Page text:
Conceptual art “I love Tino Sehgal”

Tino Sehgal, 2012
Tino Sehgal, 2012 | © Sabine Weier

Choreographer of kinetic sculptures and master of the ephemeral – these are just two of the descriptions applied to Tino Sehgal, a conceptual artist who derives capital from intellectual added value.

A man is moving in time with the song Will you still love me tomorrow. The camera zooms in on and stays with unchanged focus for several minutes on the chest area with the creased T-shirt print “I ♥ Tino Sehgal.”

The YouTube video of the same title - uploaded in 2008 by the Swedish initiative International Performance Exchange (Inpex) – turns an intellectual concept artist into, of all things, an object of desire. Is this an ironic allusion to Tino Sehgal’s subtly simple means of artistic expression, or a commentary on the art business, which is threatening to fête the 1976-born German-British artist as “everybody’s darling”?

Synthesis of the incompatible

At the same time, the mainstream is of no interest to someone like him, an experimental sculptor of the social. If compelled by his convictions, Sehgal uncompromisingly pursues his goals, although without ever adopting the role of provocateur or enfant terrible. He does not polarise, but instead seeks synthesis – at times of what seems in fact incompatible. Characteristic here was his decision at the time to supplement his unsatisfying degree programme in economics in an unorthodox way with a degree programme in dance. Not in order to play off the one against the other, but from that point on to explore economic innovations artistically. With this aim in mind, Sehgal deliberately chooses the exhibition format, because he sees in it the ritual of western democracies per se, reflecting specific socio-economic mechanisms.

Added value from the immaterial

His central question here, one involving both art and economic theory at the same time, is whether art must consist of some material artefact or other in order to be an object of economic value creation. Ultimately, Sehgal’s point is an ethical position in a post-growth economy, when he radicalises dispensing with what can be pinned down and grasped in the area of the arts.

To fathom how what is immaterial or ephemeral can nonetheless – literally – pay off, Sehgal implants the performing and musical arts as alien species, so to speak, into the setting of the visual arts; he likewise works with artificial conversational situations, often about economics or intellectual history in which laypersons or experts – briefed by Seghal – involve exhibition visitors.

Action as art work

In 2013 at the Venice Biennale, for instance, the moving constellation or kinetic sculpture (Sehgal) consisted of two or three people squatting or kneeling on the floor. By having the one interpreter sing and the other dance within the premises of an art biennale, Sehgal sets the ephemeral arts, which are realised only in the moment of their performance, in a context that is alien to them and in doing so has them be judged according to the criteria of the visual arts. The play with foreign bodies – in both senses of the term – is constitutive of Sehgal’s works: even when he has recourse to dance, song, conversation, action, or performance, he insists that his works belong in a museum.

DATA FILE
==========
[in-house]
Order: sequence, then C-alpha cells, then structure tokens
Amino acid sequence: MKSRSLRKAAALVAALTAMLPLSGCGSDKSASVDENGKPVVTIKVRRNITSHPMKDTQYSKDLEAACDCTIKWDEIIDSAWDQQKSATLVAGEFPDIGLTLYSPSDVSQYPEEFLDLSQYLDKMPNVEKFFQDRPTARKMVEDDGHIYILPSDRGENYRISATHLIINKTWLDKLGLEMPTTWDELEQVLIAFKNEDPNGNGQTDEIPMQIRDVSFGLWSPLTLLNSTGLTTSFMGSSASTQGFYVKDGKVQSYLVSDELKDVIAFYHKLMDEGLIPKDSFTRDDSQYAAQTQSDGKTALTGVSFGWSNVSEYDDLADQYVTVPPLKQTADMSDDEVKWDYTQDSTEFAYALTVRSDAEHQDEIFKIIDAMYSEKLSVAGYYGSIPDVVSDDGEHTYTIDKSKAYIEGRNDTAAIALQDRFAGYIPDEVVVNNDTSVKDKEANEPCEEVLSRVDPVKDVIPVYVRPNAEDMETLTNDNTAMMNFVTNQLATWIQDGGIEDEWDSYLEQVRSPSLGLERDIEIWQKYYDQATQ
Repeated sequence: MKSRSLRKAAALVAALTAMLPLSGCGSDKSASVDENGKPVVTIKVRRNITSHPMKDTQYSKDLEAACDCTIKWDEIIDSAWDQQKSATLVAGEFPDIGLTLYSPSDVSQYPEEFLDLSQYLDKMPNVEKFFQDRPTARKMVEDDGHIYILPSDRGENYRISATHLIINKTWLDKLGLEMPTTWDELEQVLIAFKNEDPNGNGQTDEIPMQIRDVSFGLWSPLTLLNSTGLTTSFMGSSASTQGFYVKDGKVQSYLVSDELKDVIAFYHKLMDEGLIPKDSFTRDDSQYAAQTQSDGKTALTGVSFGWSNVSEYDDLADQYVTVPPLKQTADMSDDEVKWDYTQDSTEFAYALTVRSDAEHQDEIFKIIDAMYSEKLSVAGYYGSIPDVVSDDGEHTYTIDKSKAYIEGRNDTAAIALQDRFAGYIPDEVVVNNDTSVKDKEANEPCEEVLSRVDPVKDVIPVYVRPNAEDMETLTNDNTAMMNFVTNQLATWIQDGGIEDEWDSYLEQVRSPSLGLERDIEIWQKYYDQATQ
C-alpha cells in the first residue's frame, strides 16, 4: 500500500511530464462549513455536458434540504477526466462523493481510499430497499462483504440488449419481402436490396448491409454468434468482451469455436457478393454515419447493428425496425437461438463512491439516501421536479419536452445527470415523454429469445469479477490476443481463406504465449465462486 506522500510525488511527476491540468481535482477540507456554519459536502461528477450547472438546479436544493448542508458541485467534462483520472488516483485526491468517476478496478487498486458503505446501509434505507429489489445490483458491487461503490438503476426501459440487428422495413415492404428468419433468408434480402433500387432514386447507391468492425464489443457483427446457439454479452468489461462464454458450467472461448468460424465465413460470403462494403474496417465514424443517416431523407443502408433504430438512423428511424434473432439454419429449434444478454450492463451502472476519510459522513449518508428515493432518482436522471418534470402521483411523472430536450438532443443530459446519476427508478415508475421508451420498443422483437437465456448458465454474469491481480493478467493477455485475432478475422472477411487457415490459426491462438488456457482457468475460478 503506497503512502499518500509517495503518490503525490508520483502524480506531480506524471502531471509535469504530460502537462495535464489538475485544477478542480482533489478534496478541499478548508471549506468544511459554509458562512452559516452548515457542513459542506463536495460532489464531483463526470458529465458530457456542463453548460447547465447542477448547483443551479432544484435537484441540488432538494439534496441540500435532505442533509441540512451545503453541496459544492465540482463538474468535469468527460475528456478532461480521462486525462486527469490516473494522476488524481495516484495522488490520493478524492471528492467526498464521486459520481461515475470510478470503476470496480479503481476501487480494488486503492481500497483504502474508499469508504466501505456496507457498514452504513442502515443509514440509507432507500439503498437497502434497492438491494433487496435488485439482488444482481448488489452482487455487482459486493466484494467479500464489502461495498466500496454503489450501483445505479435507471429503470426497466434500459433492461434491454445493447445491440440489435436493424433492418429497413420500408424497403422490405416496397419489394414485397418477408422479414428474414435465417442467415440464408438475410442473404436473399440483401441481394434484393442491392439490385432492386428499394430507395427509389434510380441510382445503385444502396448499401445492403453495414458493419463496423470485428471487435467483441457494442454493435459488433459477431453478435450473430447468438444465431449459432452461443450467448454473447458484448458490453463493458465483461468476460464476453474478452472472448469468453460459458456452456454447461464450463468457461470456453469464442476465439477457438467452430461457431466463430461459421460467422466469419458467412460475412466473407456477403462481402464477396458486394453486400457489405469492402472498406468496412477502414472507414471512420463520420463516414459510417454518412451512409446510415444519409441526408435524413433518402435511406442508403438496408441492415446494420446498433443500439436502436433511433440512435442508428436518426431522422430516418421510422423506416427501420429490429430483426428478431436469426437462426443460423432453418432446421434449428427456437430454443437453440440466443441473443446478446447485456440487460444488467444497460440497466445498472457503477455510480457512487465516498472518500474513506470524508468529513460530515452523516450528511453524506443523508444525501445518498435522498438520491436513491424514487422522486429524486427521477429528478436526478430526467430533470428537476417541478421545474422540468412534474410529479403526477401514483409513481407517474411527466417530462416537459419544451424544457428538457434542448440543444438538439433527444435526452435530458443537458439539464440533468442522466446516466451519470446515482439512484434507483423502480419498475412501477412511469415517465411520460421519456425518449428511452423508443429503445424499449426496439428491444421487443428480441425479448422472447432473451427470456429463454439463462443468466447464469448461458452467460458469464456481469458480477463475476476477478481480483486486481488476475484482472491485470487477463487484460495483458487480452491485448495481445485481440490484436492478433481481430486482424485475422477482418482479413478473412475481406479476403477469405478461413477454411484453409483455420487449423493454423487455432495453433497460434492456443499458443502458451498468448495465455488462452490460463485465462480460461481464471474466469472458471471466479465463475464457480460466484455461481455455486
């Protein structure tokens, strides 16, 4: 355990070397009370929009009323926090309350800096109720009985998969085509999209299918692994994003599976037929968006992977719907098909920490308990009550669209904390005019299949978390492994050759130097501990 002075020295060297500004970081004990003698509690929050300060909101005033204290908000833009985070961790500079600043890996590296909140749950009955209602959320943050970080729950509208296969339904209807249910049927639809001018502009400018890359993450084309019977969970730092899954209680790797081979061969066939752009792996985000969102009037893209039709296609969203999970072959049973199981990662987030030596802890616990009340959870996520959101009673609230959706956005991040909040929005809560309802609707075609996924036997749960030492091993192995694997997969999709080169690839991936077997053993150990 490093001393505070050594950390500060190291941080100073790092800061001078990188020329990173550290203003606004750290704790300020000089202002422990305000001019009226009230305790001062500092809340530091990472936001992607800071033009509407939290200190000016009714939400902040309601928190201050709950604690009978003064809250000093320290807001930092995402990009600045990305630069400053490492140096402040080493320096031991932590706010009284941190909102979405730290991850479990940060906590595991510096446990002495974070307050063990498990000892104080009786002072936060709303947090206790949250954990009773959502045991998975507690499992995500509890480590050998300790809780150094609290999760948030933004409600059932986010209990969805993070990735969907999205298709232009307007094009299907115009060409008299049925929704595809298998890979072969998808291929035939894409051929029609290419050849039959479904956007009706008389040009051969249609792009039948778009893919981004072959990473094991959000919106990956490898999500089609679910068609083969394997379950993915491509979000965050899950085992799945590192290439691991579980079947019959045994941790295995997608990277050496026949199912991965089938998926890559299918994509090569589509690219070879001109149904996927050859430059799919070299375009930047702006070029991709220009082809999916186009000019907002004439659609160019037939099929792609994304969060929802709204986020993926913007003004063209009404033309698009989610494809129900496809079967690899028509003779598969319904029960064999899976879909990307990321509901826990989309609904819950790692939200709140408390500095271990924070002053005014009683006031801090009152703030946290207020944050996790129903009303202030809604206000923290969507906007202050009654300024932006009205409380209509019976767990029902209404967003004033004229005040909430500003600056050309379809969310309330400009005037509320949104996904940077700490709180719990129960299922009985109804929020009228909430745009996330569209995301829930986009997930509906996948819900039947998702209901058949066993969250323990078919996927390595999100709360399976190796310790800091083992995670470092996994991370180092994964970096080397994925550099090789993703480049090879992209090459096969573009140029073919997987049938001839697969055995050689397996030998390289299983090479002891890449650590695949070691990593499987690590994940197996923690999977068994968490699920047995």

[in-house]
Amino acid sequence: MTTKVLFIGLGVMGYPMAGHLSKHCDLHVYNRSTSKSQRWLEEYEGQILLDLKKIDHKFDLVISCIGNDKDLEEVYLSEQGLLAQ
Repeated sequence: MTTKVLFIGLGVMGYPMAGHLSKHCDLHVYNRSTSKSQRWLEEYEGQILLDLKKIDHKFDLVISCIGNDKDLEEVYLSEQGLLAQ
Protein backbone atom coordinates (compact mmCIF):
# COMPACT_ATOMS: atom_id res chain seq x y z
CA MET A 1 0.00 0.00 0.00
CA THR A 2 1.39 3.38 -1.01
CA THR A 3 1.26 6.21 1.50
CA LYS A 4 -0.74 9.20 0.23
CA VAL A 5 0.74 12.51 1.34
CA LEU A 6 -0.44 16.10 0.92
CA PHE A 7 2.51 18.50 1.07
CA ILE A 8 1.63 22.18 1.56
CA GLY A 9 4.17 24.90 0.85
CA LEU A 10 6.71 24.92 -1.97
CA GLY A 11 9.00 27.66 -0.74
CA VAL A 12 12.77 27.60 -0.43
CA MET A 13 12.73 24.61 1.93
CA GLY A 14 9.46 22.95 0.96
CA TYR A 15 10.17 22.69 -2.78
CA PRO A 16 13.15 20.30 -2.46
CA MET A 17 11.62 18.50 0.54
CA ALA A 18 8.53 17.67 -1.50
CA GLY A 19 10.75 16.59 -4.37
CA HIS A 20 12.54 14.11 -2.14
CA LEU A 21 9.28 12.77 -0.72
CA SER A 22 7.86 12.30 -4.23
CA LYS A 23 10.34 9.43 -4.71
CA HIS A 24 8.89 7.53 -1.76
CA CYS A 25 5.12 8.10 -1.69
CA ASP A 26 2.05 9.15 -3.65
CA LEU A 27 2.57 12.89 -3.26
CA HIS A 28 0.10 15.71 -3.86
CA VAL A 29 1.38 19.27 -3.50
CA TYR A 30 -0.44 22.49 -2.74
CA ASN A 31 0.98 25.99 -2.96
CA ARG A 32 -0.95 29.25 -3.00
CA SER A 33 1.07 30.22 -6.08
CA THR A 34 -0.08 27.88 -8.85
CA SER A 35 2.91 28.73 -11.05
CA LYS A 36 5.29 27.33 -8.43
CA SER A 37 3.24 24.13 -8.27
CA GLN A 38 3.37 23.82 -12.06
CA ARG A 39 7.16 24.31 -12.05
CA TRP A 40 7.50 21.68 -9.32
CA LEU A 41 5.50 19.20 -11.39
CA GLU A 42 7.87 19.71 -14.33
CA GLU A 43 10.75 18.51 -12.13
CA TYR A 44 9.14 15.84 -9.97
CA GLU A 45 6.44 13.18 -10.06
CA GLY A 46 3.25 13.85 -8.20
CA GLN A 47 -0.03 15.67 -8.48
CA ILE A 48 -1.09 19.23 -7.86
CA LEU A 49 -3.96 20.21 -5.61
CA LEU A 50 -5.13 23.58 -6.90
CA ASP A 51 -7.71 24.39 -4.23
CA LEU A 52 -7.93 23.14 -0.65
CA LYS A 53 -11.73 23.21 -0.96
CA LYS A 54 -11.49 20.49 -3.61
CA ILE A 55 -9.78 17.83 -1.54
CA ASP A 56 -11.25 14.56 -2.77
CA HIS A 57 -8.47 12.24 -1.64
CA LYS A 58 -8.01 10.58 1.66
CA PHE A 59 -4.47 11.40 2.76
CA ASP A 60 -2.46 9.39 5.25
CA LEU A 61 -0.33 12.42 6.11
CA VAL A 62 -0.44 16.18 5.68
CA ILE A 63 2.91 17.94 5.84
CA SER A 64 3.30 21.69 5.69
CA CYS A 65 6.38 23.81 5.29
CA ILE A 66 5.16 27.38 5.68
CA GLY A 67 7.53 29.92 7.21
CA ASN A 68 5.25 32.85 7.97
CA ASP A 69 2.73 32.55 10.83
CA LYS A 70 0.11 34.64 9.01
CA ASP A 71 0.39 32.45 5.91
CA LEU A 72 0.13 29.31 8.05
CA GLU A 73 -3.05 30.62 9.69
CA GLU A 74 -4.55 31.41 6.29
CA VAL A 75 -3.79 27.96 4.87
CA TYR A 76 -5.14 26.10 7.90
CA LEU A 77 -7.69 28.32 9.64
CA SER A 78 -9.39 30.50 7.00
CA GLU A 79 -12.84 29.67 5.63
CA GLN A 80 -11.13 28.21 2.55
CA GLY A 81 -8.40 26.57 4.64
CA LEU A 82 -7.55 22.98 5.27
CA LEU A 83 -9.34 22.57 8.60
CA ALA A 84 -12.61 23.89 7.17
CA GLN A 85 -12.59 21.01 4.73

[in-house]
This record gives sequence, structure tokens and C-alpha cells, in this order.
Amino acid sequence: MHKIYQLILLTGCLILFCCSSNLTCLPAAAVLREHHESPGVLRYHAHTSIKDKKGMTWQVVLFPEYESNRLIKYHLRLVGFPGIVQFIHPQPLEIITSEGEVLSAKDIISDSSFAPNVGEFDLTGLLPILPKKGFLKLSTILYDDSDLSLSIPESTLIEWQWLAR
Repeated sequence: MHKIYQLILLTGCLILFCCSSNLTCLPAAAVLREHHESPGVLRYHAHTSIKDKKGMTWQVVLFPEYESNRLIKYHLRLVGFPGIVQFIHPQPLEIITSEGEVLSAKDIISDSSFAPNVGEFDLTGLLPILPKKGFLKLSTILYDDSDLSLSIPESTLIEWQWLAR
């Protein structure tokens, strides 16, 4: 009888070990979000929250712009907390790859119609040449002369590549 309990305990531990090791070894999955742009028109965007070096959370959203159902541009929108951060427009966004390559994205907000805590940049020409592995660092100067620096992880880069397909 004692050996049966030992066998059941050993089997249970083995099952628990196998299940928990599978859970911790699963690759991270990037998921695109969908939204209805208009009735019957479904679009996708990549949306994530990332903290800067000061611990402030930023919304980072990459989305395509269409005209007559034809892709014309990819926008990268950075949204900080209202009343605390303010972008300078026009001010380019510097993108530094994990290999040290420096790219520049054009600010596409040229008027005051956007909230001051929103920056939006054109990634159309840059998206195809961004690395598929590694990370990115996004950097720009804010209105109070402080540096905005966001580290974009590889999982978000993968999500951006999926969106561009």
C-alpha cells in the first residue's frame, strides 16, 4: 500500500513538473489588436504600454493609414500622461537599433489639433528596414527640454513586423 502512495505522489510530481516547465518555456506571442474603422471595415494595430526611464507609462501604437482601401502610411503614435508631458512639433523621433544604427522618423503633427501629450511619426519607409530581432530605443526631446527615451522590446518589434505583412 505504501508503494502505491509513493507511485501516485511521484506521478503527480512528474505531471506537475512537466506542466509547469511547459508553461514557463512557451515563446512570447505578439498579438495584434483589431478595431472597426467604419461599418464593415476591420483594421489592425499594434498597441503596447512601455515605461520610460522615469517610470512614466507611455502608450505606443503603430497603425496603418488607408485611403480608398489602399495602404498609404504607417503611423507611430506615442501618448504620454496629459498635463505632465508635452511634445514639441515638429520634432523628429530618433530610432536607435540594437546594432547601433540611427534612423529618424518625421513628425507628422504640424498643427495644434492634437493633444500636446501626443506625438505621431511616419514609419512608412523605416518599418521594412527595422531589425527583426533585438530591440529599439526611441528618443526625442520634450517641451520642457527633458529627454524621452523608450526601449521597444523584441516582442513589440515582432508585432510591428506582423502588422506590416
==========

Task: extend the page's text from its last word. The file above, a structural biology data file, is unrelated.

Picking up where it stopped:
For the entire experimental set-up to function, the usual parameters of the visual arts – White Cube, opening hours, museum guards, collector’s value, etc. – must be maintained, since it is by means of these conventions that the exhibition visitor is conditioned, as it were, to conceive physical action as a work of art.

The end of conventional categories

But what role does the artist play here? And the observer? Sehgal primes his interpreters with his dialectic between an open field of action and preset rules in a manner comparable to game structure. He determines in which framework they may unfold their movements. The visual artist becomes an initiator who only constructs a framework of action. The reaction and interaction of the viewers, who are suddenly confronted in a museum context with an action instead of an object and - this is crucial! – co-create it, indeed trigger it in the first place. The conventional distinction between author, work and recipient is no longer viable.

A situative work of art cannot be hung on the wall and cannot be sold; it exists only within experience – as art historian Dorothea von Hantelmann puts it – and subsequently in the exhibition visitor’s memory. To rule out on a secondary level, a material and therefore lastingly accessible witness taking the place of a work of art that is actually conceived as a situation, Sehgal insists on having the sales transaction conducted verbally. He prepares no written or graphic presentations and he does not authorise any photographic or film documentations.

Sehgal produces intellectual added value, but no things that can be co-opted as objects of speculation. The art world is rewarding him. He has already presented in the hallowed halls of the Guggenheim Museum in New York, at the documenta and in the Tate Modern in London, and was adjudged “Best Artist” by the jurors of the 2013 Venice Biennale.

Will you still love me tomorrow? For sure!

Book Recommendation

Von Hantelmann, Dorothea: How to Do Things With Art. Zur Bedeutsamkeit der Performativität von Kunst. Diaphanes, Zürich, Berlin 2007

From 12 March until 21 April 2014, Tino Sehgal will be presenting in the foyer of the Centro Cultural Banco do Brasil (CCBB) in Rio de Janeiro. At the invitation of the Goethe-Institut, he is developing for the German Year in Brazil a new piece with fifty actors in the course of a three-month stay on location.